Since the crash of 2008, property has been the asset of choice for investors looking to make returns. Regardless of stock market turbulence and currency crises, the value of property, and the returns available for investors, have been on an upward trajectory. For everybody from international real estate investors, to retirees investing in buy-to-let as a pension alternative, property has been the goose that lays the golden egg.
A recent report issued by MSCI highlights the potential rewards investors can reap from property investment. Their data shows that US commercial property funds in 2015 grew a staggering 15.6% according to the PREA/IPD US Quarterly Property Fund Index1. Even more remarkably, investments in US commercial property have seen a cumulative return of 129% over the past six years.
Despite the good news however, there are downsides that need to be considered before investing in property. Property for example requires regular maintenance – and while on the whole tenants can be relied upon to look after your property, and pay the rent on time, bad tenants can be a real headache, turning your investment into a full time job. Recent data from the UK for example, shows that a total of nearly 43,000 tenants had to be evicted from privately rented properties in 2015. And with geopolitical uncertainty such as Brexit and elections in the US, France and Germany on the horizon putting downward pressure on economic performance, these figures have the potential to grow.
Property investors also need to consider legislative interventions. Housing across the western world is a key political issue, the reason being, there isn’t enough of it. As such landlords can often find themselves in the political cross-hairs. Landlords in the UK for example, have seen stamp duty increased on buy-to-let purchases, as well as new limitations on the amount of tax relief which can be claimed against rental income and the upkeep of rented property. Likewise, rent caps are becoming increasingly popular in cities across the world including Dublin, New York and Berlin. The new mayor of London has also recently floated the idea of limiting the rent which can be charged on privately rented property.
At the other end of the scale are larger investments, such as Real Estate Investment Trusts (REITs), which, while generating decent returns, are not as high yielding as direct investment in the private rented sector can be. The fact that these investments are managed by large corporations and investment houses also means that there is often a potential disconnect between returns and the allocation of those returns to investors. Indeed, a recent report from a research team in Toronto found that, while REITs had the highest net returns amongst a sample of asset classes, investors in REITs saw the lowest allocations – just 0.6% of total asset value2.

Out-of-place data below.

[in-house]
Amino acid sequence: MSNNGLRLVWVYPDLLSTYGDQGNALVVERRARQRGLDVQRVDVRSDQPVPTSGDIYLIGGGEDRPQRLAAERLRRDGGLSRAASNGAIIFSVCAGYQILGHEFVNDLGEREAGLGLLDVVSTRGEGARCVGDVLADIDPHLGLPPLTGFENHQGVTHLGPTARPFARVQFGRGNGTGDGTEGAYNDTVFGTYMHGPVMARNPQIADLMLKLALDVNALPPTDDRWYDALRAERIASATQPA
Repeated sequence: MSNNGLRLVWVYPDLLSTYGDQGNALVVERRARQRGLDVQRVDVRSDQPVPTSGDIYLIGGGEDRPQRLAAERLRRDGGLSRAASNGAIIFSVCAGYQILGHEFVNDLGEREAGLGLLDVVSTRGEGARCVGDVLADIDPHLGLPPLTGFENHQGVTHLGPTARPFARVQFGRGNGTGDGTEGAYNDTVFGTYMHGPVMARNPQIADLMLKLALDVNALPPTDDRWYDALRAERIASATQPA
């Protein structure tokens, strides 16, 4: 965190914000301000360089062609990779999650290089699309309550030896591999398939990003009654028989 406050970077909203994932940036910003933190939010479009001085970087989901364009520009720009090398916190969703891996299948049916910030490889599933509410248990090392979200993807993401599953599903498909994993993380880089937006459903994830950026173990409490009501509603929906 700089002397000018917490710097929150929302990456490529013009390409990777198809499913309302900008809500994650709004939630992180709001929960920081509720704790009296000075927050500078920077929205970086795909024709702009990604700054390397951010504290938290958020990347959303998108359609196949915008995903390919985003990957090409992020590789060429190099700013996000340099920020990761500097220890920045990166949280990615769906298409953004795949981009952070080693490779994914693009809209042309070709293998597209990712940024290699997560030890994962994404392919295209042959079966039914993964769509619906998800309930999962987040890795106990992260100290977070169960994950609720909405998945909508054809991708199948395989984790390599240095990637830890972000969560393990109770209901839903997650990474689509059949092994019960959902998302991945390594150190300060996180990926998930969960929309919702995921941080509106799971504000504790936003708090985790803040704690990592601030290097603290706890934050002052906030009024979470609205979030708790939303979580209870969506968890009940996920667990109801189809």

Is property worth still it?
There is no doubt that property investments continue to outperform other investments. When we look at US commercial property for example, we see it has outperformed US bonds (up 4.39% over the period 2011 to 2015), stocks (up 13.45%), corporate bonds (up 4.72%) and commodities (down 10.93%)3. Market fundamentals would indicate that this situation is unlikely to change any time soon.
Given the concerns outlined above however, is property still worth it? Set against bad tenants and political scapegoating, the returns available on property may begin to look rather less impressive.
The question is, is there a way to ‘have your cake and eat it’ and enjoy the returns available on property investments but with less of the potential risks?
A novel approach
One opportunity to do so are the investments from the Rycal Group, offering entry to the Carlton James fund which has an investment portfolio focused on the hospitality sector in the US. Carlton James has been investing in this market for a while now, delivering returns averaging 17% for the last five years. With a strategy based upon wide-ranging geographical and market intelligence, Carlton James look also for additional Revenue Generators – for example taking into account a development’s proximity to highways, malls and economic infrastructure – as well as local economics.
Simon Calton, CEO of the Carlton James Group and Rycal Group, says: “Property remains an investment of choice for investors around the world, delivering yields which are difficult to achieve elsewhere in the low interest rate era we find ourselves in. Traditional property investments however can be quite demanding and are subject to risks and influences which are completely beyond the control of investors.
“Property investments are typically slower to move than other investments, such as stocks and shares, so exiting a property investment can also be difficult, leaving investors exposed. There are alternatives however, to small scale personal investment – the landlord route, and larger scale, institutionally led investment.
“At Rycal we work to capture the yields which make property investment so appealing, while also mitigating the downside risks. We achieve this by employing wide ranging and detailed intelligence, about everything from the performance of comparable assets, to the proximity of our developments to infrastructure such as roads and railways. We also ensure that detailed exit strategies are in place and ready to be deployed so that, should the worst happen, our clients are protected.”
“With a diverse portfolio of properties and deep investment intelligence, Carlton James offer a genuinely novel approach to property investment, and one we expect to grow in popularity over coming years.”
For more information on the Rycal Group and Carlton James investments please visit http://www.rycalgroup.com/newinvestors. To arrange an interview or comment from Simon Calton, please contact Liam Thompson at firstname.lastname@example.org , on +44 (0) 7890 315 537 or via http://sks-of-london.com.